i remember first going to uc santa barbara & being baffled by the number of privileged folks that pulled the shifty eyes, the head-to-toe-toe-to-head looks, the semi-fearful-semi-disgusted-semi-awkward-yet-always-silent-with-zero-smile looks when me & the other females of color would tread a typically white space (with the occasional tokens that seem to conform to the scenery), the fucked-up peer sloshing through the crowded party only to step on my foot, push me, & say "ew, you need to go." it was in these extremely frustrating moments that i would rep frisco the absolute hardest; remembering that if i were to ever step to anybody like that in my respective sf public schools, muni spaces, or public areas, that i would indeed get my shit banked. (to this day, forever thankful.)
i can't help but see the same silly conformity i witnessed at a uc santa barbara party, here at home in my mama land of frisco.
what conformity? well i mean: 1. the lack of community, 2. the lack of human compassion/empathy, 3. values of profit over people, 4. the lack of neighborly small talk on the street, 5. the carefree transplants that see this city as merely their playground to get fucked up, make money, meet hella people, eat good food, share it on instagram, & say "oh, i live in the city" without caring to know the working class families on your block, or without caring to see or understand the incredibly beautiful narratives of struggle that built this golden city.
sure maybe i am getting older & entering new spaces of the "real world". well if the real world means two white girls at the tipsy pig bar saying, "this is our cue to leave..." after immediately seeing two young mixed-race frisco-raised men of color walk into the bar, then i might be pulling some out of pocket shit the next time you see me. sure, i understand change occurs. but when the city, my home, is becoming drier/whacker with every new eviction, more & more money-centered & less community-minded with more & more goofy ass aston martins zooming through residential neighborhoods with children walking, i mean, i will be telling you what's really on my mind. i cannot see my home ransacked by more metal cranes & "luxurious" high-rise condominiums only to promote apathy & dead fishes that swim with the nonexistent, illusive mainstream. i'm not saying i'm finna bank somebody's shit (violence is not quite the language i try to perpetuate), i'm just saying, that i will be sharing, i will be voicing, i will be saying. i will be saying. i will be saying. i will be saying. i will be saying.
i do believe in compassion & i do believe we are all, including myself, not able to always see the water that we all are swimming in. i get that not everyone had the same upbringing as i, attending an alternative public school focused on polyculturalism & community building via art. i am not saying my upbringing is better or more righteous than anyone else's. i guess i just love having being born & raised in san francisco, traversing the panoramic city across time with my parents', grandparents', great grandparents', & great great grandparents' shared stories. i guess i just feel so fortunate to have grown up with a diverse array of city folks that have shown me at a young age what a positive, tolerant, polycultural, inclusive community can look & feel like. i guess i just get hurt feelings when i see some young dudes of privilege laugh at an older chinese man collecting cans from the nearby trashcan. i guess i just get really hot when i am told that there are "too many asians in san francisco".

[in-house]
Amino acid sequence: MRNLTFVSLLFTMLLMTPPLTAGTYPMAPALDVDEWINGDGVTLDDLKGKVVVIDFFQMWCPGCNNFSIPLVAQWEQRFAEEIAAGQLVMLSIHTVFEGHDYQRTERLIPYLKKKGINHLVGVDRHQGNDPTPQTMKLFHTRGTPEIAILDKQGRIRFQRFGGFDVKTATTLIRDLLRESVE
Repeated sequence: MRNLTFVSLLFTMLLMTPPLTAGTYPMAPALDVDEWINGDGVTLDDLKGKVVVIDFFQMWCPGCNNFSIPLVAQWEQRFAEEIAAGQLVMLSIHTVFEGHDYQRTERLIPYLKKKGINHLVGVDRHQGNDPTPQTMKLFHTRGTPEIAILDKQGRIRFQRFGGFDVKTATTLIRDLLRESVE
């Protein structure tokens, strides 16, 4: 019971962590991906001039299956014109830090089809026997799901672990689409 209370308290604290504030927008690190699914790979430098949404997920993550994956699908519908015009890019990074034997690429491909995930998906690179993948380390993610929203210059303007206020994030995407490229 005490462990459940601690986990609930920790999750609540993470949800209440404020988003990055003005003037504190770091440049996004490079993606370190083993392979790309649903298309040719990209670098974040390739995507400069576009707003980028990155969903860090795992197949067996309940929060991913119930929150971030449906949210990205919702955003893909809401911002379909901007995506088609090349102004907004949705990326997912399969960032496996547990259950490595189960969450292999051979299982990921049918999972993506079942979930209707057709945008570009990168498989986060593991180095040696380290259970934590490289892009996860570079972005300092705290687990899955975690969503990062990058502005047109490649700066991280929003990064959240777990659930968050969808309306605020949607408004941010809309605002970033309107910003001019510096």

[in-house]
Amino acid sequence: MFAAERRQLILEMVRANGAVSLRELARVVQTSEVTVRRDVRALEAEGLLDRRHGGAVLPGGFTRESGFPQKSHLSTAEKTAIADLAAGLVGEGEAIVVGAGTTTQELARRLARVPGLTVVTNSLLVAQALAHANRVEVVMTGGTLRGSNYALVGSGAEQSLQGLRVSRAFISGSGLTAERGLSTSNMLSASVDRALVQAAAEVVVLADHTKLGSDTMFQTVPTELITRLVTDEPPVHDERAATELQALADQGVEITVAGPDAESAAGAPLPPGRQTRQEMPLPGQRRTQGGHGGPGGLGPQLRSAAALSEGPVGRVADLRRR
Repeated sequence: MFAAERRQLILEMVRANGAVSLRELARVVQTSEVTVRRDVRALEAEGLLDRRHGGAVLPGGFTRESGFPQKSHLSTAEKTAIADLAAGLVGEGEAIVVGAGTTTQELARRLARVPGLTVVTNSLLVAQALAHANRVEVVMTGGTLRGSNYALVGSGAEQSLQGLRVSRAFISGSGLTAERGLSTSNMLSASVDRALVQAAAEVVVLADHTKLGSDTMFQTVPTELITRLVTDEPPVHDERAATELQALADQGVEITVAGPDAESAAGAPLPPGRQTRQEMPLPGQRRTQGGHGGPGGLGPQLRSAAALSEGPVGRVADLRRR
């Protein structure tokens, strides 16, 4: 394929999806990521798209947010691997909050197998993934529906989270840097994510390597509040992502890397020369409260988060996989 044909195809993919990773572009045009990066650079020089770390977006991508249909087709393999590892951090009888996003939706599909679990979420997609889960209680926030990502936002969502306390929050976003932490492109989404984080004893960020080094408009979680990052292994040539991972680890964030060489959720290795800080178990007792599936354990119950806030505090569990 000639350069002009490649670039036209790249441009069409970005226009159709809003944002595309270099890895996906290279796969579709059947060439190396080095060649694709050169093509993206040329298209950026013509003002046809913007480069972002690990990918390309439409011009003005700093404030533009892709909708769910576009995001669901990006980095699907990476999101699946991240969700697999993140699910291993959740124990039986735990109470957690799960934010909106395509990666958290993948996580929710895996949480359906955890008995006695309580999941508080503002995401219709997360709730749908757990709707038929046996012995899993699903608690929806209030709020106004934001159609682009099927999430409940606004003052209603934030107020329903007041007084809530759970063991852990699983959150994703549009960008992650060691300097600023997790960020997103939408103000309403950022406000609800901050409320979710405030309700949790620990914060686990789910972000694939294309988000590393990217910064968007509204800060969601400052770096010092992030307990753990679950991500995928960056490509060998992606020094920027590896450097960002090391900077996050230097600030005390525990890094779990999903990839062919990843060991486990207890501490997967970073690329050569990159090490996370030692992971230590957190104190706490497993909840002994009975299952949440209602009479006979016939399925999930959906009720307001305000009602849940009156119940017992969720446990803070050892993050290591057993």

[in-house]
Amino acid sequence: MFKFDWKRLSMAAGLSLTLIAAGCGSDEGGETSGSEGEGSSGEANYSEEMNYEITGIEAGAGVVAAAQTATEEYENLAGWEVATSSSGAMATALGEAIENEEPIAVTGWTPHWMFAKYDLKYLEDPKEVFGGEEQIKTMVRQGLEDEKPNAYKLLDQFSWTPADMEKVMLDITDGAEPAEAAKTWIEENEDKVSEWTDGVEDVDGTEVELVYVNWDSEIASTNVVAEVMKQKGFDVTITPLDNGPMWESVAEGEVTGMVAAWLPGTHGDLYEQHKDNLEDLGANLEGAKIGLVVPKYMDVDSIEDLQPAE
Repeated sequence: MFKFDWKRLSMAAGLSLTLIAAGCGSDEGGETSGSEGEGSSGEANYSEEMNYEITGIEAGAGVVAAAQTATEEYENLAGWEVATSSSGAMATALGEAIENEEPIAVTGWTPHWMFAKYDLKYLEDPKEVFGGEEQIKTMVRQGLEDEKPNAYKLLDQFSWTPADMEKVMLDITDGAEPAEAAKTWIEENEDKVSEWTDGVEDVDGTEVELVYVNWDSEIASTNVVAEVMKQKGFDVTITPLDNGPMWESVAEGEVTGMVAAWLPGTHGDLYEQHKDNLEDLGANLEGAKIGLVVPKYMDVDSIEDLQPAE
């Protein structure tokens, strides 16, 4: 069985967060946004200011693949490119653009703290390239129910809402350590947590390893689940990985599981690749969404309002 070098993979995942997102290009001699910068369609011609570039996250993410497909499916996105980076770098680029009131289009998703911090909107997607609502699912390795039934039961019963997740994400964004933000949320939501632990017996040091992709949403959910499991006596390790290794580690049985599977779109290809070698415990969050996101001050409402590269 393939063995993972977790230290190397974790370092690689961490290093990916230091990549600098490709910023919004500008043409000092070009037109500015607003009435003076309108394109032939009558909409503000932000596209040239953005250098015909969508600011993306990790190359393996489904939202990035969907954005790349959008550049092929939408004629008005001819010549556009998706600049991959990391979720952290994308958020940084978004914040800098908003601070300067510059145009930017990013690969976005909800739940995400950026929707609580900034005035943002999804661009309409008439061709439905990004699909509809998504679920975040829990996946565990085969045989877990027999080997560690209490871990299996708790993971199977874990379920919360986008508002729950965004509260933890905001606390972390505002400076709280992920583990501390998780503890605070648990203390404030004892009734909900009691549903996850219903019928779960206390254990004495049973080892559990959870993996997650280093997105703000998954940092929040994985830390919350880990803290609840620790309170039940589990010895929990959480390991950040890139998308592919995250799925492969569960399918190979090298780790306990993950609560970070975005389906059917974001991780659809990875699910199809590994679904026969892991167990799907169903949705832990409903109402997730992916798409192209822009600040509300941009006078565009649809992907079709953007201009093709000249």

audre lorde once said: "when we speak we are afraid our words will not be heard or welcomed. but when we are silent we are still afraid. so it is better to speak" / "what is most important to me must be spoken, made verbal and shared, even at the risk of having it bruised or misunderstood".
to my fellow homegrown sf cats & trans-bay cats fearing displacement: we are all artists, we are all storytellers -- it is in the way we live day to day, in the way we occupy our space in our communities. let our collective culture be known, let us share. feel free to say. just say. do say. i will say. i just did say. i said. i will continue to say.
Eryn Kimura is a practicing “artivist”, community organizer, youth facilitator, and art teacher.
Eryn Kimura received her BA in Asian-American Studies and Psychology from the University of California, Santa Barbara in 2013. Her undergraduate work focused on education reform, Asian-American female identity formation, social movements, and Afro-Asian solidarities. Returning to San Francisco, Eryn began to engage in “artivism” – art and activism. With her detailed illustrations, paintings, and unique “おはりえ” collages, her art has been featured in numerous local exhibitions and publications, such as Kearny Street Workshop, SOMArts and Cultural Center, LA-based Issue Magazine, and C-Head Magazine.
Eryn has served as a local community organizer, activist, and API youth mentor in San Francisco's Japantown-Fillmore community, and facilitated recyclable, installation-based youth art classes in Bayview Hunter's Point.
Unable to afford San Francisco, Eryn Kimura currently resides in the countryside of Kyoto prefecture, Japan, teaching at three local junior highs and two elementary schools.
Eryn Kimura is a fifth generation San Franciscan, multi-ethnic Asian-American, and proud product of the San Francisco public school system.
Eryn’s work can be viewed on her website: erynkimura.com